display math

where the default value of the threshold, Pt is 10 dB [ITU-R, 2007] are found. Since the code has been written in matlab, this algorithm needs to be vectorised in order to ensure fast operation. Two methods have been employed to do this, the choice of method depending on how many ionospheric modes are present. For cases up to five modes the occurrence of the various combinations of different modes within the threshold power is calculated. For example, with three modes, there are five combinations, single moded (i.e., where no modes fulfil the condition given in equation (4)), modes 1 and 2 (only) are within the threshold and one or other is the strongest mode, similarly for modes 1 and 3 and modes 2 and 3, and finally modes 1, 2, and 3 (i.e., all three modes fulfil the condition in equation (4), whichever is the strongest mode). For five and six modes there are 27 and 58 combinations, respectively and the increasing number of combinations leads to a significant increase in the complexity of the code and the time it takes to run. Therefore, for six modes or more, a different method is used to calculate the IMPS such that the modes are first sorted in order of delay and then, for each of the N instances, the modes with the highest and lowest delays that meet the condition in equation (4) are found. This dramatically reduces the complexity of the code and, for six modes or more, the execution time (the second method is just marginally faster for six modes). For both methods, the maximum difference in time of flight (or delay time) for the selected modes is then found resulting in the IMPS value.

[11] Since a Monte Carlo method is used, each time the program is run, a slightly different answer is obtained. By running the program multiple times the standard deviation, σ associated with a single estimate of IMPS (with N = 100000) can be found. An approximate value of σfor the split-Gaussian case is given by the following, empirical, expression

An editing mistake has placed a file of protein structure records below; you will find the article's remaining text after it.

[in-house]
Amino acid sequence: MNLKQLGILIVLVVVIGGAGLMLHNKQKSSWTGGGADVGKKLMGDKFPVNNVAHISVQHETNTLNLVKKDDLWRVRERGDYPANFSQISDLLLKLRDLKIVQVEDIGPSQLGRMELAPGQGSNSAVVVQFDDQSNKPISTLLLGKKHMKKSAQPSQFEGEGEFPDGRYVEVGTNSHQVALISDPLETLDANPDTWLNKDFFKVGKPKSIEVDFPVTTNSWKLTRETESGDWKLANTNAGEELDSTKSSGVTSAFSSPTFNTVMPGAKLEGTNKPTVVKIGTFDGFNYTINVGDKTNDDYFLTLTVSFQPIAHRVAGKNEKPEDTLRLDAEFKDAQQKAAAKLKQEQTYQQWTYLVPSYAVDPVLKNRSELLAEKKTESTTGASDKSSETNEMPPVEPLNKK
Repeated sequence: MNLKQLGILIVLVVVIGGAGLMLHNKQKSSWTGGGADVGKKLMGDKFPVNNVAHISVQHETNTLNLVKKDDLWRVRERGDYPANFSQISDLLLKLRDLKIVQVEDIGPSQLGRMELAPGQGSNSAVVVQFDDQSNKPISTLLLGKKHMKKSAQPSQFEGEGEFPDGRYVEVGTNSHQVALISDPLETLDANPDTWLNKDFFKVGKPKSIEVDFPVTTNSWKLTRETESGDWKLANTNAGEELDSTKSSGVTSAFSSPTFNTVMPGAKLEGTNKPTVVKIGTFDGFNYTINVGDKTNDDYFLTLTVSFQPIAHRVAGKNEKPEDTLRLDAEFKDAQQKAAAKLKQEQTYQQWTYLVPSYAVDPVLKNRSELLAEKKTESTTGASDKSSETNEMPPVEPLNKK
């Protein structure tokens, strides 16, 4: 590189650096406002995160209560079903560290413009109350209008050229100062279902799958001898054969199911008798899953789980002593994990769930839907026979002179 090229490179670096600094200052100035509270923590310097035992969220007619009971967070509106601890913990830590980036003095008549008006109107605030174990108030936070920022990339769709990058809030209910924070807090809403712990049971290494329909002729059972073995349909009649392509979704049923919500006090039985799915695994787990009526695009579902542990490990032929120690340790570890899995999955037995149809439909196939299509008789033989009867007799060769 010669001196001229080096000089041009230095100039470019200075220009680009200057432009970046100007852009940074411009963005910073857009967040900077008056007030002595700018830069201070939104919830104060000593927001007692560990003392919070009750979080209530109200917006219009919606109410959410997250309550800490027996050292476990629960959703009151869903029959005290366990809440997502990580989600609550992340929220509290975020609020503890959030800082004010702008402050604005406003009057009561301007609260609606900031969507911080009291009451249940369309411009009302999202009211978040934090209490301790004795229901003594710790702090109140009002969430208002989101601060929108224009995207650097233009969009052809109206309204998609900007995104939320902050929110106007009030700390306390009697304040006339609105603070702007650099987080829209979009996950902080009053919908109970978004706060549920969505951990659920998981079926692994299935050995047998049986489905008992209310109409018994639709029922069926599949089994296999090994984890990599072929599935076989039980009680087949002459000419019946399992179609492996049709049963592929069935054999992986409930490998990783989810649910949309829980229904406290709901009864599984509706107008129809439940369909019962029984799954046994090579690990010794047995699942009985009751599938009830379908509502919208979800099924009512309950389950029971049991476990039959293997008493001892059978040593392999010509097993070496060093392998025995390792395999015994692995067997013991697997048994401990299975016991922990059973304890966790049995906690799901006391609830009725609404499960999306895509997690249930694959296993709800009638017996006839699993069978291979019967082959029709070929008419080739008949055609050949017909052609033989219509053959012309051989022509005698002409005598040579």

display math

where P = probability (%) for values less than 50% and P = 100−probability for values greater than 50%. Since the approximation given by equation (5) breaks down for high values of P, σ should be capped at 0.15 percentage points. If the calculation has been run with N instances, then the standard deviation calculated above is modified as follows

display math

[12] The upper and lower decile ranges can be approximated by 1.28σ. It should be noted that although equations (5) and (6)provide the statistical accuracy associated with the calculation of the various probability values of IMPS using the Monte-Carlo method, other sources of error (e.g., the difference in the type of distribution employed – see following section, and the limitation of the VOACAP prediction method itself) are likely to be significantly larger.

2.3. Example Calculation of IMPS

[13] An example prediction made by VOACAP (version 10.0123W) using method 25 is given in Table 1. For this frequency and time, three modes are predicted (1F2 and low and high angle 1E) with monthly median signal power values of approximately −134, −143, and −109 dBW. Taking the 1F2 mode, the upper and lower decile ranges of signal power are dP90 = 4.98 dB and dP10 = 20.81 dB, respectively. If the signal power distributions are ignored and the median method of calculation is used then in this case, the propagation is effectively single moded and the IMPS = 0 ms.

Table 1. Example Method 25 Output From VOACAP for a 6.9 MHz Signal on a Path From Nurmijärvi (60.51N, 24.66E) to Bruntingthorpe (52.49N, 1.12W), January 2010a